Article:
LIVE Enjoy Science - The Appeal to the Member States of the United Nations Sign Now

Women Rights are Human Rights. Poland and the old rotten compromise

Women rights face yet another hard push back in democratic Europe. The 22 nd of October, the constitutional court in Poland ruled against the right of abortion in case of severe foetal abnormalities.

Abortion law in Poland was already one of the strictest in Europe, but as today it leaves this possibility only to a minimum portion (about 3%) of the already limited 2000 cases a year of legal abortions. Over the last years, women rights activists and pro-choice groups have already registered
dozens (if not hundreds) of thousands of women going abroad for abortion, where local laws provide more freedom. With this new ruling, Poland is on the verge of a humanitarian crisis that needs to be identified as such.

Since the ruling, hundreds of thousands of people have flocked to the streets of Polish cities, with a major manifestation in Warsaw. Meanwhile, the far-right government calls for the protection of Catholic churches against protesters, implicitly giving the go-ahead to extremist groups and
fomenting fears and uncertainties of a conservative society. In hospitals, doctors and health professionals started rejecting women in need of abortion even before the new ruling became effective.

How did we get here, again?

I cannot avoid thinking about Poland as a symbol of the unspoken decline of a fight for civil rights that was interrupted prematurely. The positive push for change in the direction of equity in a more open and fair society, although recently associated with catchy slogans and hashtags, has lost its unapologetic requests and started celebrating victory when the result was in fact only a first step towards the goal. The case of Poland is nor isolated neither rare. It combines something already seen in countries like Italy, where doctors refuse abortion for ‘personal moral objection’ even when
abortion is allowed from law, and women are shamed and left suffering without medical assistance after the procedure in hospitals, and America, where the perspective of a Supreme Court that will affect the life of generations of American women to come. The pattern is always the same: an old disturbing combination of claimed-to-be religious morality, personal interests, blind race for votes.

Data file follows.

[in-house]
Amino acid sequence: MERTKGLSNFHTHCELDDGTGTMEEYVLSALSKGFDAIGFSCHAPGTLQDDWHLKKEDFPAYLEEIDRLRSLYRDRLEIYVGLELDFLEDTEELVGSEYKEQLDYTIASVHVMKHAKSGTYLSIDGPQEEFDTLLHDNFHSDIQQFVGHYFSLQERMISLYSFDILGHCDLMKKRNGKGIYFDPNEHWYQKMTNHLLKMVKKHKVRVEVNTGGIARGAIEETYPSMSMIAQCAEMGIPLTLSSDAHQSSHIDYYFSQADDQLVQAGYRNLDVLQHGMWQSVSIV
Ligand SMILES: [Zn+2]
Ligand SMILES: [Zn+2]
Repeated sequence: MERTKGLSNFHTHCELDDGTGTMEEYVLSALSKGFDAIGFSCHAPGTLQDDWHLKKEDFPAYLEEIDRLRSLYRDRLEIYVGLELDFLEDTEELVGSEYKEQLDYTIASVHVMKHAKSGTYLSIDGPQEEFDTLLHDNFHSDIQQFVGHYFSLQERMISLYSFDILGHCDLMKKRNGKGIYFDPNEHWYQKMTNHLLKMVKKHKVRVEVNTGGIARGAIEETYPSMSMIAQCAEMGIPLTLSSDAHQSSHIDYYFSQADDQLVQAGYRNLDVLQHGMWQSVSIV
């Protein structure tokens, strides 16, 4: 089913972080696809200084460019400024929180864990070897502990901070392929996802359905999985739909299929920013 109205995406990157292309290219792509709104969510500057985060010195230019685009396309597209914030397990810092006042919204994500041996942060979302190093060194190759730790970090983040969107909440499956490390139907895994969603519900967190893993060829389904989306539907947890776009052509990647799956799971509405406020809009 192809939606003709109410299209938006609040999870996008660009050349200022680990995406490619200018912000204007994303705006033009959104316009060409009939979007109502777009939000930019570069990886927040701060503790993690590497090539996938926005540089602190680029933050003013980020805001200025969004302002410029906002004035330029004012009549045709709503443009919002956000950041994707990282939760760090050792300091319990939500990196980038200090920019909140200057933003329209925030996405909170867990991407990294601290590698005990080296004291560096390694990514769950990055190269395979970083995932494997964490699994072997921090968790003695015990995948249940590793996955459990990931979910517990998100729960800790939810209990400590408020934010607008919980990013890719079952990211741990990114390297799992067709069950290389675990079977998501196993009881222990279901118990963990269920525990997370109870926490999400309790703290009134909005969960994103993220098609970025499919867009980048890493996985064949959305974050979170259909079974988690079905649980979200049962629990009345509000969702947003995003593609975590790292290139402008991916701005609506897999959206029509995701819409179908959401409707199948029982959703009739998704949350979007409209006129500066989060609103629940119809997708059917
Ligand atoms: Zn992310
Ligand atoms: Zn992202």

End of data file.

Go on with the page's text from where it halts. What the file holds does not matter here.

What lays underneath has little to do with women, and even less to do with morality; it has in fact all to do with power. Women’s body is the catalysing battlefield of power. Who owns the choice over women’s body, owns their reproductive rights, their choice, finally society itself.

Religion? Morality?

Those have little to do with the reason why they are used by politicians and
extremists. We shall not engage in a conversation about uncontradictable beliefs and move it on what it really is: a fight for power. So, why is this happening, again? Because governments can. They make it happen, and they will. In most democratic countries, more liberal abortions laws had come at a high price, and each step of the way was associated with fights, personal risks, physical and psychological pain. Despite this, western democracies have been keen to prioritise compromises over women’s rights, and to trade full support to abortion in exchange of political power and short-term rewards.

It is time for abortion rights to become internationally promoted and defended as human rights. The right of women to choose on their own bodies is not a battlefield where we can leave space to compromise or to restrictive laws. As Poland shows, those are just a step towards annihilation.

The only possible discussion about abortion should be based on science, and on women’s physical and mental health. Although we probably miss the energy of the civil rights movement, we have a new ally in this fight, and we have to call for its help: science. Science can demystify the preconceptions and false information that a certain part of politics has been sharing for years and can help improve the safety and quality of care for women who choose to get an abortion.

Unfortunately, research in the field needs to be implemented and it is not doing as much as it should. In this context, it is particularly horrifying having to recognise the responsibility of scientists
and doctors in limiting women’s rights (as it is happening in countries like Poland and Italy). No system of beliefs should be allowed to justify personal choices of professionals who can ruin women’s life forever. On one hand, the scientific community should be outspoken and push for the universal access of women to safe and legal abortion, trying to improve procedures and scientific evidence to support women’s choice with the best tools science can offer. On the other, health care professionals have the duty to provide the best care to their patients, and to respect their choices. If
their personal system of beliefs goes against this practice, they are in luck: there are many other medical specialities that do not involve women’s reproduction.

Poland is not alone in its mistakes, but women of Poland are not alone either. It is time for the scientific community and society as a whole (men and women alike) to stand together and finally have a discussion they have been avoiding for far too long. The discussion on women’s rights as human rights. Unapologetically and without compromises.

It is time to give full power over their own bodies back to women. Science is the tool we missed before, and we must be ready to use it.